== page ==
The "Work-Life Balance" isn't Real
By Tim Walker
One of the biggest things adults struggle with is coming up with a work-life balance. How do you stay sane and find time to relax while juggling work, family and other obligations? It’s a serious question in today’s world. But what if “work” and “life” weren’t something to balance at all? For many people today, work is life. At the very least it’s an element in our lives and not something to balance against “life.” The real key is trying to figure out where work fits in with the rest of your life.
As Katherine Wintsch points out in this post, when we make work and life a “balance,” we are talking in a way that pits the two things against each other. “If our work life and home life are literally and figuratively at odds with one another, how will we ever win,” she asks. “No wonder we feel so guilty about family matters when we’re busy at work and so distracted by work when we’re occupied at home. Work-life balance is a lose-lose metaphor.”
Wintsch’s solution is a life that feels whole, but not necessarily balanced. Sometimes work weighs heavily. Sometimes home life does. At our last M Force company meeting, we talked a lot about the things that fill our lives. Work, home, church, kids, etc. They all take up room in our lives. Here’s a video we watched that helped explain the concept.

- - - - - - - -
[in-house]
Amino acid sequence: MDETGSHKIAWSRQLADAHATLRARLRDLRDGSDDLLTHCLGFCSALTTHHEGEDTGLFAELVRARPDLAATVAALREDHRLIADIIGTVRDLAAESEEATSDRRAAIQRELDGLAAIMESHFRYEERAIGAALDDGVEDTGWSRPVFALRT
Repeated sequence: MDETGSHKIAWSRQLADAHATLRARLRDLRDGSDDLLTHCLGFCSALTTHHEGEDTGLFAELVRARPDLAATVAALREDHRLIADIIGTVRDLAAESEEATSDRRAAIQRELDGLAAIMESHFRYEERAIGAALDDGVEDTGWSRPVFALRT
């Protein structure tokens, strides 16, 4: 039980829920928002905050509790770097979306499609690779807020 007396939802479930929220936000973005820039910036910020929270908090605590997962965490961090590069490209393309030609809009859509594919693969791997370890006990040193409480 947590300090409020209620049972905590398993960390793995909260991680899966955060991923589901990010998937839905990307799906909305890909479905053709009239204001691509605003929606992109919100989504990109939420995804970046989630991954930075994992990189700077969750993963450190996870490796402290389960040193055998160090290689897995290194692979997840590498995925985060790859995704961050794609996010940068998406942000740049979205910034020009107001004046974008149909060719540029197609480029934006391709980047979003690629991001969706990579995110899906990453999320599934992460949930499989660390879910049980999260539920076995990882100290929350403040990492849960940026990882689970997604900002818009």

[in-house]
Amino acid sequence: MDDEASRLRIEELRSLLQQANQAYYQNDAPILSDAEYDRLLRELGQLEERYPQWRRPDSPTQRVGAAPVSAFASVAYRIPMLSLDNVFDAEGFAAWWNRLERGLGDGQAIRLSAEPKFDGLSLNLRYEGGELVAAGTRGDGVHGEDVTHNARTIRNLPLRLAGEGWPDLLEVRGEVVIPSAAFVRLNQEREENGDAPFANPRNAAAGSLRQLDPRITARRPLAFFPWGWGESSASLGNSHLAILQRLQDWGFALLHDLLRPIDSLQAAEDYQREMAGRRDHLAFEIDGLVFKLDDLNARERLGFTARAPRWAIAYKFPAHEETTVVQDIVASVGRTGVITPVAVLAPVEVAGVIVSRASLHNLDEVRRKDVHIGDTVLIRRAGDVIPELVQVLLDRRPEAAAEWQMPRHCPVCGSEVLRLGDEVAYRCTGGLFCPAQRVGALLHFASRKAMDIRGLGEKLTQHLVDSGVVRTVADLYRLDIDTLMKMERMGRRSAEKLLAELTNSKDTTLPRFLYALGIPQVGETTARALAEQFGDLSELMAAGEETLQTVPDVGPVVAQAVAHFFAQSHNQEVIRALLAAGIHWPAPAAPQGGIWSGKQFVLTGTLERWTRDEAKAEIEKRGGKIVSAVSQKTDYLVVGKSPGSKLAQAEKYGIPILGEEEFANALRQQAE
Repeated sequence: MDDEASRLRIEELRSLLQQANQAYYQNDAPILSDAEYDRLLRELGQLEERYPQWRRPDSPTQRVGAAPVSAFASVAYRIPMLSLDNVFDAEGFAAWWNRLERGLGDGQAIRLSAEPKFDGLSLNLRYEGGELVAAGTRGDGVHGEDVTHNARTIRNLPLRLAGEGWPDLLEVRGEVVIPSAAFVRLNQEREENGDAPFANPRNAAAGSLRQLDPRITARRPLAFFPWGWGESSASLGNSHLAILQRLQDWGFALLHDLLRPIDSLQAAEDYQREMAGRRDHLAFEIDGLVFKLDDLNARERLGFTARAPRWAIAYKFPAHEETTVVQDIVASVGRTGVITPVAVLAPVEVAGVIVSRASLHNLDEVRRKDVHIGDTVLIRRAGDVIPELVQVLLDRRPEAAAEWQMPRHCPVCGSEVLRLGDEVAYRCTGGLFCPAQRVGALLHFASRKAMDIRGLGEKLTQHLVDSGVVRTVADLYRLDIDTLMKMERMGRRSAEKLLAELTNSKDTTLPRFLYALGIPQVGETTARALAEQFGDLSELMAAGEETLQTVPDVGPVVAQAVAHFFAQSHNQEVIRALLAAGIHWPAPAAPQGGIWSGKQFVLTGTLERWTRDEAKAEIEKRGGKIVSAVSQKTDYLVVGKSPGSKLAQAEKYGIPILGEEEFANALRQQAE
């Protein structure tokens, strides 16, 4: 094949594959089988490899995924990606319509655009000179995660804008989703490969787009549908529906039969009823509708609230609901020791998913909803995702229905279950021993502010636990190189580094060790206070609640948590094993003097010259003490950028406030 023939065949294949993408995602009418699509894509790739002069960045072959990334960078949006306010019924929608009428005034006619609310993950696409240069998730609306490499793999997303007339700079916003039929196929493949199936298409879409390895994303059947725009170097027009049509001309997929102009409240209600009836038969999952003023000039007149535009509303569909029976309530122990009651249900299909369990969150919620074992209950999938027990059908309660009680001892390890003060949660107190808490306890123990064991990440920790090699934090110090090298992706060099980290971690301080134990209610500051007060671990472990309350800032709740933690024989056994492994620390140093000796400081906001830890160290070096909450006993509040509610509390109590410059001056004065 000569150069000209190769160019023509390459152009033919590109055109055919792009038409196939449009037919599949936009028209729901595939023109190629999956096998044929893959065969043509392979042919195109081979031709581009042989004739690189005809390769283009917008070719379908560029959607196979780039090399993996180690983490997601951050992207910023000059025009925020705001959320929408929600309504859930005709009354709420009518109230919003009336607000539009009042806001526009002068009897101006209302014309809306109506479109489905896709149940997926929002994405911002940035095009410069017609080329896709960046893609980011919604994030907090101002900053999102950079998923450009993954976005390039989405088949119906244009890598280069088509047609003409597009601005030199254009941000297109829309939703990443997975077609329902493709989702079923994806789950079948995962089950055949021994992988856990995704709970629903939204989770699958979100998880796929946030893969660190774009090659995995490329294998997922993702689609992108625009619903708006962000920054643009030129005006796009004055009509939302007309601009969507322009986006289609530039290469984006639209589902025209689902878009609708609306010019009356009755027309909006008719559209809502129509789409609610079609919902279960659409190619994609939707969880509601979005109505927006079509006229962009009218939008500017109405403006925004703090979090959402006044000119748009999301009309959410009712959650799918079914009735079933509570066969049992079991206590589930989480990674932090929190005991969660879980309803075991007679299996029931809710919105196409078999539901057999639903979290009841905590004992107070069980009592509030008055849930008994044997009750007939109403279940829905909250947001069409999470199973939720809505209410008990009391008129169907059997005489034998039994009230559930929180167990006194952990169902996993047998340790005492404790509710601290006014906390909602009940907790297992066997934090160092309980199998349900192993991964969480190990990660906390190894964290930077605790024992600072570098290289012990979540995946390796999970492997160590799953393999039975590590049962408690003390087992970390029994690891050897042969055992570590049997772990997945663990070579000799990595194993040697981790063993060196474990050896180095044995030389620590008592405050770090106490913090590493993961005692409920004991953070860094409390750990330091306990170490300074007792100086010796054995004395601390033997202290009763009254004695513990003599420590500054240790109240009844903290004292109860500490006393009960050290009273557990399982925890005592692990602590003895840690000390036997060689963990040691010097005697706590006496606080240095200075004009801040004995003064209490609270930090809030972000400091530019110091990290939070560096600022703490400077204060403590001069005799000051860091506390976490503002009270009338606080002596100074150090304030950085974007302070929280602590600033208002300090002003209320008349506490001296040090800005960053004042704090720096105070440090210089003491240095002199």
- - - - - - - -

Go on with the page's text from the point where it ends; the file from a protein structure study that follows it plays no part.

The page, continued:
This really illustrates the idea that work and life aren’t competing. Work is a part of life. Something that needs space just like everything else. (If you’re interested, we’ve talked more about the importance of work here).
This next part isn’t going to come as a surprise to anyone. Finding the right life mix isn’t getting any easier. This new survey from Workfront has some pretty interesting findings.
- 57% of employees think technology has ruined the definition of a family dinner
I can attest to this one. And not just at dinner. Screens have permeated all aspects of our interpersonal lives. Go to any restaurant, you’ll see what I mean. I once went a few weeks without a cell phone. It was interesting
- 60% of employees blame their bosses for a negative “work-life” balance.
Bosses take note! If your employees feel overworked, they’re going to blame you, and that’s probably not going to end well. It certainly won’t lead to a company that retains happy employees.
As we enter the new year, let’s think about what will take up our time. What really important? How does work fit into our lives? Which rocks will go in the bottom of your jar?
Happy New Year!